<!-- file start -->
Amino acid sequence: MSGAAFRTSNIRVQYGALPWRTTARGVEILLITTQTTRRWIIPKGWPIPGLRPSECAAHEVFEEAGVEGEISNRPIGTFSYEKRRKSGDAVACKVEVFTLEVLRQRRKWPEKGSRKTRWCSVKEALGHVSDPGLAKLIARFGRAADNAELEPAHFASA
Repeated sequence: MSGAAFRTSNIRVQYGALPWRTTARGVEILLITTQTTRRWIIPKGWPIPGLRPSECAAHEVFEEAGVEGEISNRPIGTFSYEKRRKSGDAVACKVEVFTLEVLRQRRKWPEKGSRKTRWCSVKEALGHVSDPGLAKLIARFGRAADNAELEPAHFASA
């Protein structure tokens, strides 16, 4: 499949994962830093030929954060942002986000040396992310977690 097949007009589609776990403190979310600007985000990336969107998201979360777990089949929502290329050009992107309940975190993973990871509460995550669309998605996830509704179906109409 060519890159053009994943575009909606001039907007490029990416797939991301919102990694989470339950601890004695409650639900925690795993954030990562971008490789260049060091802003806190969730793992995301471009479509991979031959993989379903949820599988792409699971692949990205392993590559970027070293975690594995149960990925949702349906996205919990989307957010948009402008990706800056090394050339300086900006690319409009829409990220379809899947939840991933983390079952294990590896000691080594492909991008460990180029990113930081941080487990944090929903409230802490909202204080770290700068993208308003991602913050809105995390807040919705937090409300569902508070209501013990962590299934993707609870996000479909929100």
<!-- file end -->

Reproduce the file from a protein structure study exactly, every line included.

Amino acid sequence: MSGAAFRTSNIRVQYGALPWRTTARGVEILLITTQTTRRWIIPKGWPIPGLRPSECAAHEVFEEAGVEGEISNRPIGTFSYEKRRKSGDAVACKVEVFTLEVLRQRRKWPEKGSRKTRWCSVKEALGHVSDPGLAKLIARFGRAADNAELEPAHFASA
Repeated sequence: MSGAAFRTSNIRVQYGALPWRTTARGVEILLITTQTTRRWIIPKGWPIPGLRPSECAAHEVFEEAGVEGEISNRPIGTFSYEKRRKSGDAVACKVEVFTLEVLRQRRKWPEKGSRKTRWCSVKEALGHVSDPGLAKLIARFGRAADNAELEPAHFASA
């Protein structure tokens, strides 16, 4: 499949994962830093030929954060942002986000040396992310977690 097949007009589609776990403190979310600007985000990336969107998201979360777990089949929502290329050009992107309940975190993973990871509460995550669309998605996830509704179906109409 060519890159053009994943575009909606001039907007490029990416797939991301919102990694989470339950601890004695409650639900925690795993954030990562971008490789260049060091802003806190969730793992995301471009479509991979031959993989379903949820599988792409699971692949990205392993590559970027070293975690594995149960990925949702349906996205919990989307957010948009402008990706800056090394050339300086900006690319409009829409990220379809899947939840991933983390079952294990590896000691080594492909991008460990180029990113930081941080487990944090929903409230802490909202204080770290700068993208308003991602913050809105995390807040919705937090409300569902508070209501013990962590299934993707609870996000479909929100």